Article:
I wanted to create a model that actually walked on its own so I used a cheap plastic robot toy and built everything on top of it. The walking action is actually pretty cool when slowed down. The main carapace is a plastic football helmet from a giant Pez dispenser. The other various bits have been kicking around in my junk boxes for years just waiting for this project.

My main inspiration is the artwork of Michel "Away" Langevin from the band Voivod. Voivod's imagery and storylines have always struck me as very gamer friendly. This artwork from the album Rrröööaaarrr could certainly have helped inspire some of the Ork Titans in Adeptus Titanicus. There is an unskilled but extremely cool style that I love about Away's drawings. He's like the metal kid at school who always drew during algebra class and made his own t-shirts. And since I was pretty much one of those kids I've always dug his work.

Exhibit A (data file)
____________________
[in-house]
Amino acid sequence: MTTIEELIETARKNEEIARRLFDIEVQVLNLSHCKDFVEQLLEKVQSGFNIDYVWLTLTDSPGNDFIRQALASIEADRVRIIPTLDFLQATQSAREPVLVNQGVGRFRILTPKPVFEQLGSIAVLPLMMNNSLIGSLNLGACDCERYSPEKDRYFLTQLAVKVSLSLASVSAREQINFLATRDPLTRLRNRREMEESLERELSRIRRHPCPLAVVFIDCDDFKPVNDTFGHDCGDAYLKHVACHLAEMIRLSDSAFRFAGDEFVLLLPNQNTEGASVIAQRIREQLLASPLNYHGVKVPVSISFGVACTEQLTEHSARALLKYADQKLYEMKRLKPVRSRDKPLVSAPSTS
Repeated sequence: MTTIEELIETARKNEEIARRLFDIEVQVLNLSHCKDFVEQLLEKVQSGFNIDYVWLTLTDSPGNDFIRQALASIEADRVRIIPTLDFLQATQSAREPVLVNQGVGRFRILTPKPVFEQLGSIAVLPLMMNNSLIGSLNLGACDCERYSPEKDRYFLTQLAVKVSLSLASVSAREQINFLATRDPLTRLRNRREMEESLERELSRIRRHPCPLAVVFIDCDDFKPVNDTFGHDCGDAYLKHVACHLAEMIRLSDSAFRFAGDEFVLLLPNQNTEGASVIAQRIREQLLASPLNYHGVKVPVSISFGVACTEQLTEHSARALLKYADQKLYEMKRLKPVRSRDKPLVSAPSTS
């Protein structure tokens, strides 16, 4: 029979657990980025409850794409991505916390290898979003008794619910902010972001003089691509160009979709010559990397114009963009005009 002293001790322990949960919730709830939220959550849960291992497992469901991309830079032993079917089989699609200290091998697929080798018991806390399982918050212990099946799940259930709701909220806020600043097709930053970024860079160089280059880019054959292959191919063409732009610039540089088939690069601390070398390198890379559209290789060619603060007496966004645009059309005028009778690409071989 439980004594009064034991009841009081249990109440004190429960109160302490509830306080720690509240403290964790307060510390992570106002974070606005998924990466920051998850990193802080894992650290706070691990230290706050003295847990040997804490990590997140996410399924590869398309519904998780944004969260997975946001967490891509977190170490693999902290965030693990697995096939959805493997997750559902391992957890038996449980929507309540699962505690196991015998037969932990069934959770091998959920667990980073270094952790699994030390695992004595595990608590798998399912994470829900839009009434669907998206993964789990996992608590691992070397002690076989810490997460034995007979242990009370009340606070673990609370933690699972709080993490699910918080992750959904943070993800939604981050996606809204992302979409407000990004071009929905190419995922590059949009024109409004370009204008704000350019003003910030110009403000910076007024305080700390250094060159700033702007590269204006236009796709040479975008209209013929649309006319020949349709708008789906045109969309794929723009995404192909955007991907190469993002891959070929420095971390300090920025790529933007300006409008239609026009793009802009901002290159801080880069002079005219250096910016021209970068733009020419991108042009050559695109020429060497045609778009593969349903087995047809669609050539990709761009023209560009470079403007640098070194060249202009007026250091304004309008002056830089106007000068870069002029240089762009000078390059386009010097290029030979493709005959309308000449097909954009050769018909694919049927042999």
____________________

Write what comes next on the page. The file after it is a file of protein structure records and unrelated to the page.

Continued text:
Next blog I'll show this little beauty unpainted in all its hacked together glory and explain some of the construction techniques.

Remember Trash Bash 2011 ends on April 30 so good luck with your entries! 

Friday, April 8, 2011

Rick Priestley Added as Judge for Trash Bash 2011!

Due to the beneficial machinations of my cohort Des Hanley we can now welcome gaming-overlord Rick Priestley as a judge for Trash Bash 2011. Besides being the primary inspiration for this contest Mr. Priestley's contributions to gaming are pretty much responsible for getting me into the hobby in the first place. And he hasn't slowed down since his departure from Games Workshop. Hail Caesar looks great and has made me consider a nice sized Celt army (since I can't have one in real life).

I'll be accepting entries until April 30th and there's still time for some garbage gluing goodness. So get those bits boxes out and get to Trash Bashing!

Rick Priestley's original deodorant container conversion
is still a fine example of original, fun gaming creation.